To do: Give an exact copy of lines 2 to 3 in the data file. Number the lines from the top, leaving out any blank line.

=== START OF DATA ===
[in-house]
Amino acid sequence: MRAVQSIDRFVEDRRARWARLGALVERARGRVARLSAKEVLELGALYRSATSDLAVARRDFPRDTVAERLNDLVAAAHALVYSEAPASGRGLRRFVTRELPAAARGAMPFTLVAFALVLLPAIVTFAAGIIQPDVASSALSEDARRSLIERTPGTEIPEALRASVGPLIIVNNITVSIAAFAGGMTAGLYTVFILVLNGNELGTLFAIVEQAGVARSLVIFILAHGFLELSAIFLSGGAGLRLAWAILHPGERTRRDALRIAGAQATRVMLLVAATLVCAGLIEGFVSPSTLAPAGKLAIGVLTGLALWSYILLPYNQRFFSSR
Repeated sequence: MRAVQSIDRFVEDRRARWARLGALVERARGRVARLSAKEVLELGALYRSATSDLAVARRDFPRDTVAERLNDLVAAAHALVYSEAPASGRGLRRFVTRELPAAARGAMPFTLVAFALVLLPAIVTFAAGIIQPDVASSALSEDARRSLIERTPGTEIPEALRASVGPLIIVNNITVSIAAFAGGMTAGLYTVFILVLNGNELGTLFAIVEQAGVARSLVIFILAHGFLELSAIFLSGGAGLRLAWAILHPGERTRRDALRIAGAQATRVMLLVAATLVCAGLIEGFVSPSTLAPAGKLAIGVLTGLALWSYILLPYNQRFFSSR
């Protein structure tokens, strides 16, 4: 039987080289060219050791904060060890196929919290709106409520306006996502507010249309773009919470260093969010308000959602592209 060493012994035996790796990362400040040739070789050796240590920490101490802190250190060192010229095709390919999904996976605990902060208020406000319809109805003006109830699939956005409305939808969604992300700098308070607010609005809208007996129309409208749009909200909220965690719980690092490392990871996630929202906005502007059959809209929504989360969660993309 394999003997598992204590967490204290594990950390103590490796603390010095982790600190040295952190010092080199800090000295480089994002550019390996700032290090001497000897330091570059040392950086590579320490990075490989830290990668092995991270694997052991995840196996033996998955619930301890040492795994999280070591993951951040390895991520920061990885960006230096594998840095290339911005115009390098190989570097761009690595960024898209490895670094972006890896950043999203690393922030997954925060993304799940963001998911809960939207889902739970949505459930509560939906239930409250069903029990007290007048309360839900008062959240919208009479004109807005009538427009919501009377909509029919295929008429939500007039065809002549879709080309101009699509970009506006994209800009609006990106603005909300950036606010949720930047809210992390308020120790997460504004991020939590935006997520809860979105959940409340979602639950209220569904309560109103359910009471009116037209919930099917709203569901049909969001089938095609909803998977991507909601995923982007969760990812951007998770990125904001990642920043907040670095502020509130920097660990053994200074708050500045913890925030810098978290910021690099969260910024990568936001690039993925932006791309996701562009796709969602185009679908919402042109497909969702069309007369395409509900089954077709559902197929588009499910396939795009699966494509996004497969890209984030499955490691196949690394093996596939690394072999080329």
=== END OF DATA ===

Amino acid sequence: MRAVQSIDRFVEDRRARWARLGALVERARGRVARLSAKEVLELGALYRSATSDLAVARRDFPRDTVAERLNDLVAAAHALVYSEAPASGRGLRRFVTRELPAAARGAMPFTLVAFALVLLPAIVTFAAGIIQPDVASSALSEDARRSLIERTPGTEIPEALRASVGPLIIVNNITVSIAAFAGGMTAGLYTVFILVLNGNELGTLFAIVEQAGVARSLVIFILAHGFLELSAIFLSGGAGLRLAWAILHPGERTRRDALRIAGAQATRVMLLVAATLVCAGLIEGFVSPSTLAPAGKLAIGVLTGLALWSYILLPYNQRFFSSR
Repeated sequence: MRAVQSIDRFVEDRRARWARLGALVERARGRVARLSAKEVLELGALYRSATSDLAVARRDFPRDTVAERLNDLVAAAHALVYSEAPASGRGLRRFVTRELPAAARGAMPFTLVAFALVLLPAIVTFAAGIIQPDVASSALSEDARRSLIERTPGTEIPEALRASVGPLIIVNNITVSIAAFAGGMTAGLYTVFILVLNGNELGTLFAIVEQAGVARSLVIFILAHGFLELSAIFLSGGAGLRLAWAILHPGERTRRDALRIAGAQATRVMLLVAATLVCAGLIEGFVSPSTLAPAGKLAIGVLTGLALWSYILLPYNQRFFSSR